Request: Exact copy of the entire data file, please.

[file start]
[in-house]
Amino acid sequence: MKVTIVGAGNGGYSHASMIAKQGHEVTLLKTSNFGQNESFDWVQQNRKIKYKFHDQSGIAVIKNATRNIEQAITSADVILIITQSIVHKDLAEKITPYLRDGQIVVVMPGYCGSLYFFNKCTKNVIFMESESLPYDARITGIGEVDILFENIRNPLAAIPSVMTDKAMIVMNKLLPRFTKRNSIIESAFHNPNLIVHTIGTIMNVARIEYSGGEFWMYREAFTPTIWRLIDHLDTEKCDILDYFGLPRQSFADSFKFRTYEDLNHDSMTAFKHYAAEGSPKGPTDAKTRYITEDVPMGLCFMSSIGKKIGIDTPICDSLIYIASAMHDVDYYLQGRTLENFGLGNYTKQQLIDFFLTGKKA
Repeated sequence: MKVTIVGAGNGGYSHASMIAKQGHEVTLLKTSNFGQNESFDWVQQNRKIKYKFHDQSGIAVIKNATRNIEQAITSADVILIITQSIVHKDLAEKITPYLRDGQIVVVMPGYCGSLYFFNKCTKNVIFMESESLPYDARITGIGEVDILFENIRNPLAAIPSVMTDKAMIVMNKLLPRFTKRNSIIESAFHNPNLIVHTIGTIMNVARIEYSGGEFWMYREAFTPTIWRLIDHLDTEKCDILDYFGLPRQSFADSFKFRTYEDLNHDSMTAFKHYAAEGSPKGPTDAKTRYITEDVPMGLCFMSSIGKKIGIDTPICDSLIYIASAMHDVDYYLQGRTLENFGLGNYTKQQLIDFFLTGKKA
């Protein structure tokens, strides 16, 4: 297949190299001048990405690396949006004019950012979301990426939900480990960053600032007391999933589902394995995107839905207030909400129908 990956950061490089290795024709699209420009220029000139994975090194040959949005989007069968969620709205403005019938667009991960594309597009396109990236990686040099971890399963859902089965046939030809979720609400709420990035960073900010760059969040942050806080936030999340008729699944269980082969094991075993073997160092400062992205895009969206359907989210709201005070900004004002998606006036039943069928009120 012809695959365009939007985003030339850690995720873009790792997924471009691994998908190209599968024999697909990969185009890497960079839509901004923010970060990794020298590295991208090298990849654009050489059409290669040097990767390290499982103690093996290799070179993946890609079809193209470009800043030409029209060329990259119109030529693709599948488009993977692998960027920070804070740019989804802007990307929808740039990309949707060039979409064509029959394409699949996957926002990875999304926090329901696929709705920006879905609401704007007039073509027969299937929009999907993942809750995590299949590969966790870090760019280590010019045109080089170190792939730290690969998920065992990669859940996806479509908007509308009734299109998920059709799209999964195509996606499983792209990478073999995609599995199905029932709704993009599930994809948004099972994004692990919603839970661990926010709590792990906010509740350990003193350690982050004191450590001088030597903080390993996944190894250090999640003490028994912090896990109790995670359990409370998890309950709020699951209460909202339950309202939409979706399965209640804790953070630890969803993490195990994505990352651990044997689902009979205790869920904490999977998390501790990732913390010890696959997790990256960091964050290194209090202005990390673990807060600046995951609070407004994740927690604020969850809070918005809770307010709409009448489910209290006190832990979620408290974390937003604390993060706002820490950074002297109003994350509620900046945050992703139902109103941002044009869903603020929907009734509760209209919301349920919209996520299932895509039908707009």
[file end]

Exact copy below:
[in-house]
Amino acid sequence: MKVTIVGAGNGGYSHASMIAKQGHEVTLLKTSNFGQNESFDWVQQNRKIKYKFHDQSGIAVIKNATRNIEQAITSADVILIITQSIVHKDLAEKITPYLRDGQIVVVMPGYCGSLYFFNKCTKNVIFMESESLPYDARITGIGEVDILFENIRNPLAAIPSVMTDKAMIVMNKLLPRFTKRNSIIESAFHNPNLIVHTIGTIMNVARIEYSGGEFWMYREAFTPTIWRLIDHLDTEKCDILDYFGLPRQSFADSFKFRTYEDLNHDSMTAFKHYAAEGSPKGPTDAKTRYITEDVPMGLCFMSSIGKKIGIDTPICDSLIYIASAMHDVDYYLQGRTLENFGLGNYTKQQLIDFFLTGKKA
Repeated sequence: MKVTIVGAGNGGYSHASMIAKQGHEVTLLKTSNFGQNESFDWVQQNRKIKYKFHDQSGIAVIKNATRNIEQAITSADVILIITQSIVHKDLAEKITPYLRDGQIVVVMPGYCGSLYFFNKCTKNVIFMESESLPYDARITGIGEVDILFENIRNPLAAIPSVMTDKAMIVMNKLLPRFTKRNSIIESAFHNPNLIVHTIGTIMNVARIEYSGGEFWMYREAFTPTIWRLIDHLDTEKCDILDYFGLPRQSFADSFKFRTYEDLNHDSMTAFKHYAAEGSPKGPTDAKTRYITEDVPMGLCFMSSIGKKIGIDTPICDSLIYIASAMHDVDYYLQGRTLENFGLGNYTKQQLIDFFLTGKKA
């Protein structure tokens, strides 16, 4: 297949190299001048990405690396949006004019950012979301990426939900480990960053600032007391999933589902394995995107839905207030909400129908 990956950061490089290795024709699209420009220029000139994975090194040959949005989007069968969620709205403005019938667009991960594309597009396109990236990686040099971890399963859902089965046939030809979720609400709420990035960073900010760059969040942050806080936030999340008729699944269980082969094991075993073997160092400062992205895009969206359907989210709201005070900004004002998606006036039943069928009120 012809695959365009939007985003030339850690995720873009790792997924471009691994998908190209599968024999697909990969185009890497960079839509901004923010970060990794020298590295991208090298990849654009050489059409290669040097990767390290499982103690093996290799070179993946890609079809193209470009800043030409029209060329990259119109030529693709599948488009993977692998960027920070804070740019989804802007990307929808740039990309949707060039979409064509029959394409699949996957926002990875999304926090329901696929709705920006879905609401704007007039073509027969299937929009999907993942809750995590299949590969966790870090760019280590010019045109080089170190792939730290690969998920065992990669859940996806479509908007509308009734299109998920059709799209999964195509996606499983792209990478073999995609599995199905029932709704993009599930994809948004099972994004692990919603839970661990926010709590792990906010509740350990003193350690982050004191450590001088030597903080390993996944190894250090999640003490028994912090896990109790995670359990409370998890309950709020699951209460909202339950309202939409979706399965209640804790953070630890969803993490195990994505990352651990044997689902009979205790869920904490999977998390501790990732913390010890696959997790990256960091964050290194209090202005990390673990807060600046995951609070407004994740927690604020969850809070918005809770307010709409009448489910209290006190832990979620408290974390937003604390993060706002820490950074002297109003994350509620900046945050992703139902109103941002044009869903603020929907009734509760209209919301349920919209996520299932895509039908707009």